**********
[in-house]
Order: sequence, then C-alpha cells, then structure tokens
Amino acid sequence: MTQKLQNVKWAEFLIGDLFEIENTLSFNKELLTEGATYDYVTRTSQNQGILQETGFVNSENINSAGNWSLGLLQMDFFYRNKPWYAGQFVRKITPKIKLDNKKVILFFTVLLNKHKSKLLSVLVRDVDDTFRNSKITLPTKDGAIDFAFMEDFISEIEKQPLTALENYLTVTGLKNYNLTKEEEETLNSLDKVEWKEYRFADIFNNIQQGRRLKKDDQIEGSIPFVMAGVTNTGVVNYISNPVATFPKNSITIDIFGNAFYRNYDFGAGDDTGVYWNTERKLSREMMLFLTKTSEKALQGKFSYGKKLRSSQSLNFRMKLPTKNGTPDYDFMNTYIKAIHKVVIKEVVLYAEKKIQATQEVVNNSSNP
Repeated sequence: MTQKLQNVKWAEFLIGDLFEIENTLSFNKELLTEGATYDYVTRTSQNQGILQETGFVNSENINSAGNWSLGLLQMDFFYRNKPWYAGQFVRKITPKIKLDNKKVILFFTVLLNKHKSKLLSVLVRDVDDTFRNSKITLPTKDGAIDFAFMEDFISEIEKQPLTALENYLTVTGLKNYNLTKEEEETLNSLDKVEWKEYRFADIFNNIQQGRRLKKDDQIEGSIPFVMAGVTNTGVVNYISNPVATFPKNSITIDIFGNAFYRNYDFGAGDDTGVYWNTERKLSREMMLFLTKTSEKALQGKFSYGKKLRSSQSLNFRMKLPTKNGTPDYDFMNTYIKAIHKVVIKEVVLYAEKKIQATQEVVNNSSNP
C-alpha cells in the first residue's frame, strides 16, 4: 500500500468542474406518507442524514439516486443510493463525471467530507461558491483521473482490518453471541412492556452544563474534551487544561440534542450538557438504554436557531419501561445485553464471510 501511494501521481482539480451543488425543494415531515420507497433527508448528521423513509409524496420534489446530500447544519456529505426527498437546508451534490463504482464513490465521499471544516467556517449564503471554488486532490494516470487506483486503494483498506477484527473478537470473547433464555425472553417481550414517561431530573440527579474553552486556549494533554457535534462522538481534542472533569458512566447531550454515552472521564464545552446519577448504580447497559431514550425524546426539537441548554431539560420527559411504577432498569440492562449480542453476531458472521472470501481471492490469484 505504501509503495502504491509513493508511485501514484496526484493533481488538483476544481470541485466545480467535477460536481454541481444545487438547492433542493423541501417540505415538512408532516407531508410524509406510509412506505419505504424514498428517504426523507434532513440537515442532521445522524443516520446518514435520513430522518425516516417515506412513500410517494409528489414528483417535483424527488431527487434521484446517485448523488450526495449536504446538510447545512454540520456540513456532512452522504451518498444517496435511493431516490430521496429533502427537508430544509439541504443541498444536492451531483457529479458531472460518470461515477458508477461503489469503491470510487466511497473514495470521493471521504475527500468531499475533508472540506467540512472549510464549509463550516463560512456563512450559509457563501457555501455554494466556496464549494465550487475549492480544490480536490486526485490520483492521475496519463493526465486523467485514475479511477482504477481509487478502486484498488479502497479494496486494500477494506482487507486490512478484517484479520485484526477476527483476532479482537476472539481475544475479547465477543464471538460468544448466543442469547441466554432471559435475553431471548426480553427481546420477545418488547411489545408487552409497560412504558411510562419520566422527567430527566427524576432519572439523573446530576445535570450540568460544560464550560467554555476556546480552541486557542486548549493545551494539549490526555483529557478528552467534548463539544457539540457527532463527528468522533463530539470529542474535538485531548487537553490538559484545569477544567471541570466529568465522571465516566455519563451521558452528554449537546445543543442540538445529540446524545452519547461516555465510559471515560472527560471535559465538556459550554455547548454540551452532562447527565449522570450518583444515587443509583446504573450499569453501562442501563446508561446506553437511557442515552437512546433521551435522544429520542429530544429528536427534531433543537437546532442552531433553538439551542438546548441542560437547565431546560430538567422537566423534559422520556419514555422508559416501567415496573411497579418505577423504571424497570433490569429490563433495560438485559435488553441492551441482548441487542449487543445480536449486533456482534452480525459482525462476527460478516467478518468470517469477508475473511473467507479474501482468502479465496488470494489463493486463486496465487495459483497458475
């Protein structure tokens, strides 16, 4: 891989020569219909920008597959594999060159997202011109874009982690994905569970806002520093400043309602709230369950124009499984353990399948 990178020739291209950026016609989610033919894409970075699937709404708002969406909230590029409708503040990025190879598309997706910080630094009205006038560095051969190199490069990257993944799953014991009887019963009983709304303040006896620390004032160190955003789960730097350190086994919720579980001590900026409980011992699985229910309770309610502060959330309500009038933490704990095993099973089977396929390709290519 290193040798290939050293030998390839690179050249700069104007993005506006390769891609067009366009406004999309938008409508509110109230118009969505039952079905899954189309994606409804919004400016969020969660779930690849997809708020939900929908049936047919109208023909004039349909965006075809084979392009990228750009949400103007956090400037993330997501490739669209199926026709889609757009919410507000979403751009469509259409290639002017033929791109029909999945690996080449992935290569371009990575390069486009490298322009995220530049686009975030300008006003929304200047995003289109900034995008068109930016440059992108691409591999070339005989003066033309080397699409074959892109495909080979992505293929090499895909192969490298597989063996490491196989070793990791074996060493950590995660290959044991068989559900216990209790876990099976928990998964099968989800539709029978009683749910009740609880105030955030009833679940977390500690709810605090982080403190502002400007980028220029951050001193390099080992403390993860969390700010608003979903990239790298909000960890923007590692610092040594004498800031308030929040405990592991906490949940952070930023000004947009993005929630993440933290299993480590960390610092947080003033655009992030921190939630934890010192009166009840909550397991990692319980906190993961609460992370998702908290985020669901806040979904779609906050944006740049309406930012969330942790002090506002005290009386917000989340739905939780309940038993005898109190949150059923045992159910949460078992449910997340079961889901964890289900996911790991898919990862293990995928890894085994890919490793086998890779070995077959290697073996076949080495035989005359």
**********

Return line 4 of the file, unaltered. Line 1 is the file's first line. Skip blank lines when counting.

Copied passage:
Repeated sequence: MTQKLQNVKWAEFLIGDLFEIENTLSFNKELLTEGATYDYVTRTSQNQGILQETGFVNSENINSAGNWSLGLLQMDFFYRNKPWYAGQFVRKITPKIKLDNKKVILFFTVLLNKHKSKLLSVLVRDVDDTFRNSKITLPTKDGAIDFAFMEDFISEIEKQPLTALENYLTVTGLKNYNLTKEEEETLNSLDKVEWKEYRFADIFNNIQQGRRLKKDDQIEGSIPFVMAGVTNTGVVNYISNPVATFPKNSITIDIFGNAFYRNYDFGAGDDTGVYWNTERKLSREMMLFLTKTSEKALQGKFSYGKKLRSSQSLNFRMKLPTKNGTPDYDFMNTYIKAIHKVVIKEVVLYAEKKIQATQEVVNNSSNP